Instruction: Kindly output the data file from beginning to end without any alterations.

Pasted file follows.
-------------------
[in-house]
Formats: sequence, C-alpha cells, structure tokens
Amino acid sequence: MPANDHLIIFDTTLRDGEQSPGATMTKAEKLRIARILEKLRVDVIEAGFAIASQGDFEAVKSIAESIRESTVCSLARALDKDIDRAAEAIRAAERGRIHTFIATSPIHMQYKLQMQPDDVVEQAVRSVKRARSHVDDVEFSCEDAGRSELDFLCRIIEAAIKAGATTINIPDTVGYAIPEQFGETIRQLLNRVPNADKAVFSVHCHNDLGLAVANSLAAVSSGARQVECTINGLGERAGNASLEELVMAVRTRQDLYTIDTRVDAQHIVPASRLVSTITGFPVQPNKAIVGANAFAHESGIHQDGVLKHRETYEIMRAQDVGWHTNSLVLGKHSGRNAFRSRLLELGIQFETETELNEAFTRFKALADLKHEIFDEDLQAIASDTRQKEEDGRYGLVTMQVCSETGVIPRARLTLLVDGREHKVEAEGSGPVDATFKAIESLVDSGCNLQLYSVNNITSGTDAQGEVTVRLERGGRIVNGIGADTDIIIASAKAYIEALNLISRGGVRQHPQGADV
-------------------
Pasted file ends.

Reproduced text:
[in-house]
Formats: sequence, C-alpha cells, structure tokens
Amino acid sequence: MPANDHLIIFDTTLRDGEQSPGATMTKAEKLRIARILEKLRVDVIEAGFAIASQGDFEAVKSIAESIRESTVCSLARALDKDIDRAAEAIRAAERGRIHTFIATSPIHMQYKLQMQPDDVVEQAVRSVKRARSHVDDVEFSCEDAGRSELDFLCRIIEAAIKAGATTINIPDTVGYAIPEQFGETIRQLLNRVPNADKAVFSVHCHNDLGLAVANSLAAVSSGARQVECTINGLGERAGNASLEELVMAVRTRQDLYTIDTRVDAQHIVPASRLVSTITGFPVQPNKAIVGANAFAHESGIHQDGVLKHRETYEIMRAQDVGWHTNSLVLGKHSGRNAFRSRLLELGIQFETETELNEAFTRFKALADLKHEIFDEDLQAIASDTRQKEEDGRYGLVTMQVCSETGVIPRARLTLLVDGREHKVEAEGSGPVDATFKAIESLVDSGCNLQLYSVNNITSGTDAQGEVTVRLERGGRIVNGIGADTDIIIASAKAYIEALNLISRGGVRQHPQGADV